Despite this year’s vote by South Sudan for independence, churches in Sudan and South Sudan have decided to remain united, mainly to help denominations in Muslim-majority Sudan.
Bishops of the Roman Catholic Church on Oct. 28 approved maintaining one conference covering the two states, alluding to shared history and existing “very real practical human links.” In July, the Episcopal (Anglican) Church decided to remain one body for the next two years and the Sudan Council of Churches has also said it will not split.
“It’s more about solidarity,” observed John Ashworth, an advisor with the Sudan Ecumenical Forum, which enhances churches’ work for peace in Sudan, on Nov. 3.
“They feel they are still united despite the political boundaries,” said Ashworth in a e-mail sent to ENInews. Noting that Christianity is stronger in South Sudan, he commented that “the church in South Sudan will be much stronger and so in practice the church in Sudan will be supported by the South.”
Most Christians in the north are from the south as are most priests and 50 percent of the bishops, according to church officials. Two Roman Catholic dioceses are served by a cardinal and three bishops. “The north church is a ‘minority church’ that would very much need the South to remain intact,” explained the Rev. Don Bosco Ochieng, a priest from Rumbek diocese in South Sudan.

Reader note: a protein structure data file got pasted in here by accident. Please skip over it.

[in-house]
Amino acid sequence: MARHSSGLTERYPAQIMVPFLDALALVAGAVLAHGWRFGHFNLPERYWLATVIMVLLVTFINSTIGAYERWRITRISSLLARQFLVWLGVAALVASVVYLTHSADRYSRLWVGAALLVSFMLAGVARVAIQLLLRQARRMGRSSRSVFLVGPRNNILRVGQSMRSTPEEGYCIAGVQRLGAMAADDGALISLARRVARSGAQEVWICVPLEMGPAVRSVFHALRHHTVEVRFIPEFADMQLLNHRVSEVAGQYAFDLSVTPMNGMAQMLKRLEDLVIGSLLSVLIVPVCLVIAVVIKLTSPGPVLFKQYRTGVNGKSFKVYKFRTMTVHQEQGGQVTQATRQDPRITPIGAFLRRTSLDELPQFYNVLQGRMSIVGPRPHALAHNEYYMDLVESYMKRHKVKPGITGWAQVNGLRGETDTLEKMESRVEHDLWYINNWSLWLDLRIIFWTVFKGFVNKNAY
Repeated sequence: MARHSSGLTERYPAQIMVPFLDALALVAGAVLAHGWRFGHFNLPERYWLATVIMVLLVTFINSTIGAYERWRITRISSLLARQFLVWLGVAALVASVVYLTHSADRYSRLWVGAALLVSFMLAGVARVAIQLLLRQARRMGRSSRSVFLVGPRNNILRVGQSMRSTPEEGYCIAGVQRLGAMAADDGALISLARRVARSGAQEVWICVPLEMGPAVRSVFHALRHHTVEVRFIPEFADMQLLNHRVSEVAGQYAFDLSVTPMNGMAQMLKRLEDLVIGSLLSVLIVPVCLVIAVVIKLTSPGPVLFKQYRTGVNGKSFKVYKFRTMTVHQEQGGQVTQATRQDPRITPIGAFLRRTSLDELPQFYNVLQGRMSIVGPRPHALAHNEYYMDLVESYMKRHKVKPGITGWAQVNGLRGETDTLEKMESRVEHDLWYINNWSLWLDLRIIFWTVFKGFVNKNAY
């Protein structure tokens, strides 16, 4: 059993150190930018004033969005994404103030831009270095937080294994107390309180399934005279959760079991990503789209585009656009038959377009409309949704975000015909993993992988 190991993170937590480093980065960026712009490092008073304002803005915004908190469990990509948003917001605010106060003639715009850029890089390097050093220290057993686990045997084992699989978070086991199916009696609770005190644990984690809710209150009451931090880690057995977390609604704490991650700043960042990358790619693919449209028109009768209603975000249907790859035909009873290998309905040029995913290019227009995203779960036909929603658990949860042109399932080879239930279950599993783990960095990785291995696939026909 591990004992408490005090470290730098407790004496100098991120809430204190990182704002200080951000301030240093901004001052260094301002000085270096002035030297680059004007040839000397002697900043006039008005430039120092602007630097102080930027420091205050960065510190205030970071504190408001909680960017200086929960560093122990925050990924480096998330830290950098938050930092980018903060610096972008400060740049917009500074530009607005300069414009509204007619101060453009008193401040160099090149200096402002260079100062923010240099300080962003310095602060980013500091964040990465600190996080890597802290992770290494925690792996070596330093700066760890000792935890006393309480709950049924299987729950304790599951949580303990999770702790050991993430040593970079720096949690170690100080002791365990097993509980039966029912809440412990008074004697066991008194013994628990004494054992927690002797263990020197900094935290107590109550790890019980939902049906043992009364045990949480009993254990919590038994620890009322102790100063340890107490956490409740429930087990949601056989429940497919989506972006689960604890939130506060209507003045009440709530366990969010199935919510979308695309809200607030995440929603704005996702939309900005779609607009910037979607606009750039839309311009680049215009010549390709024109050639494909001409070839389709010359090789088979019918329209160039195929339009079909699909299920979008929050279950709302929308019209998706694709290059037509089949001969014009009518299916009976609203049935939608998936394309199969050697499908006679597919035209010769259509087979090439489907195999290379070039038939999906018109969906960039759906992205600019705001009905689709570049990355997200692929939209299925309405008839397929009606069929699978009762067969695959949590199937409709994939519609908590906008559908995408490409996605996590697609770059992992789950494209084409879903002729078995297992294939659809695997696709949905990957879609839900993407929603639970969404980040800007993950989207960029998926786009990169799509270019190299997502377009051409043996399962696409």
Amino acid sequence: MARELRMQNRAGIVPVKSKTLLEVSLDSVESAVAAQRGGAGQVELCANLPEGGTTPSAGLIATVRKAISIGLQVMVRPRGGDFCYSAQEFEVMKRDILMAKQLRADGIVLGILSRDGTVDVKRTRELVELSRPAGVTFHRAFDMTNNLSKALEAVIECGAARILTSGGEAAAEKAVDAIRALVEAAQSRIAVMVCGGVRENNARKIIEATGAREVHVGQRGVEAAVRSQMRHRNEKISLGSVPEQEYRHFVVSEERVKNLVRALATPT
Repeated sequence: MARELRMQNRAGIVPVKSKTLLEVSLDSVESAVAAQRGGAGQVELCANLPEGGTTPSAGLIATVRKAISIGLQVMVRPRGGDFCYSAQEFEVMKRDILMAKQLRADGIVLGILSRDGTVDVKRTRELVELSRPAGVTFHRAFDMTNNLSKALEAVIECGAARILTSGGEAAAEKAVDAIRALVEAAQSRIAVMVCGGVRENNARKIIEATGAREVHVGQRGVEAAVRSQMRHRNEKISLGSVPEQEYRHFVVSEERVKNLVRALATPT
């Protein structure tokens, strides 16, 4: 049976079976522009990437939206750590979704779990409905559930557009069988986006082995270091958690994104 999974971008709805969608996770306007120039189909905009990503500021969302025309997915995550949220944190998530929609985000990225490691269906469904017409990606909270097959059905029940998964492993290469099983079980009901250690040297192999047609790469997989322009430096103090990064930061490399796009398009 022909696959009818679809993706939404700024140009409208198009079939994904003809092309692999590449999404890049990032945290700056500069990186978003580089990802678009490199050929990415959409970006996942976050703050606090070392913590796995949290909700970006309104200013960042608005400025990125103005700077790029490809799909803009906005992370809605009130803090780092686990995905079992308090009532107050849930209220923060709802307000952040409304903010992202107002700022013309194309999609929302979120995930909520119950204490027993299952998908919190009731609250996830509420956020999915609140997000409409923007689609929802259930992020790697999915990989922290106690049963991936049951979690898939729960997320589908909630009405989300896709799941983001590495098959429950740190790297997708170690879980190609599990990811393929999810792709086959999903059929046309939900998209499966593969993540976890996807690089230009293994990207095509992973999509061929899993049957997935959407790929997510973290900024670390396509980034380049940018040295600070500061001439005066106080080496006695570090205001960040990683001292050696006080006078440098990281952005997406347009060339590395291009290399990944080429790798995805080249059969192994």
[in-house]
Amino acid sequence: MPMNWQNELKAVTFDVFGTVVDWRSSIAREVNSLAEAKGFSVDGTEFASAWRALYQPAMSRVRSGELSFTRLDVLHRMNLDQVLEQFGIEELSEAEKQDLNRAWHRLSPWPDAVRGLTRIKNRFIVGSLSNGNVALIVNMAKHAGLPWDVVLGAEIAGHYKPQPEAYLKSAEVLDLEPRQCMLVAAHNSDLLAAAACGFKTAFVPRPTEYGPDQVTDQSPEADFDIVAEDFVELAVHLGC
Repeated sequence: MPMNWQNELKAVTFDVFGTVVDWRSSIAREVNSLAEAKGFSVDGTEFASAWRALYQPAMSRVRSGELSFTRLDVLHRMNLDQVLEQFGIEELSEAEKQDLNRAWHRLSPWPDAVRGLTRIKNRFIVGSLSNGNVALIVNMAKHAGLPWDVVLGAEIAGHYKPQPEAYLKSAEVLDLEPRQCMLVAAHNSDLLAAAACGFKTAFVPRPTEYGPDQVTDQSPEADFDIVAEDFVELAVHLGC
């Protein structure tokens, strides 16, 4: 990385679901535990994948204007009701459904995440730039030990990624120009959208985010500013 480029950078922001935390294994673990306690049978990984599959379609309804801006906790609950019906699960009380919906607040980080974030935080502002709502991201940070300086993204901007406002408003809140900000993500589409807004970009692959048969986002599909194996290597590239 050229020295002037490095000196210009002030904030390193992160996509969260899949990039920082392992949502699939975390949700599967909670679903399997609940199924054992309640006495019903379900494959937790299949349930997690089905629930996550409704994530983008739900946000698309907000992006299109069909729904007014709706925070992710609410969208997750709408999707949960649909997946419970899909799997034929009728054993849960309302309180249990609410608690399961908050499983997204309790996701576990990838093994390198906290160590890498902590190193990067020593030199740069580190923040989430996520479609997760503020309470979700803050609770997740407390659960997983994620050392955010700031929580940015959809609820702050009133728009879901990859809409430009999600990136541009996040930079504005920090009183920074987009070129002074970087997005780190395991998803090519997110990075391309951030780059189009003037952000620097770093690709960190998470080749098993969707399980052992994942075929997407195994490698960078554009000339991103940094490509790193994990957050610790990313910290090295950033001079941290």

“There are concerns about [the northern church's] unknown future, given the north’s declaration as an Islamic state,” he said, referring to a statement made by Sudan president Omar al-Bashir on Oct. 13.
Sudanese churches’ diocesan boundaries have not followed those of the political administration as is the case in many other African countries. The dioceses on the border between the two nations continue to include large areas on both sides, making it important for the churches to maintain unity, according to officials.
In October, Episcopal Bishop of Khartoum Ezekiel Kondo visited the U.S. and said times are tense for Sudan’s Christians. Kondo met with the Department of State and major nongovernmental organizations and spoke on a panel at an anti-genocide conference, Episcopal News Service reports.
“As far as the north goes, the independence has brought a difference,” he said. Christian government officials and private sector workers have been laid off; the government is introducing full Islamic Sharia law which poses a challenge to the church; and South Sudanese are not being given citizenship. People are leaving or being forced out, and the church in Khartoum has been diminished.
Additionally, there has been an influx of refugees from South Kordofan, an oil-producing state under northern control in central Sudan, where southern sympathizers have been under attack.
Though the United Nations is in Khartoum, Sudan’s capital city, the government has declined to open camps for these refugees, so people are staying with relatives, Kondo said. This is a problem because when people are disbursed, aid is difficult to administer, he said. It also is difficult to obtain accurate demographic data and is a way of hiding the situation from the world.
“We were able to accommodate some [refugees] but not all,” he said. “We have organized special prayer for South Kordofan; collected food and clothes, because people just came ― ran with their bodies but they got nothing out.”
Since South Sudan’s independence, one church in Khartoum has been threatened with demolishment and another has been burned down, Kondo said. A death threat letter was posted on the home of a Christian family, and authorities have so far been unresponsive.
Episcopal News Service contributed to this story.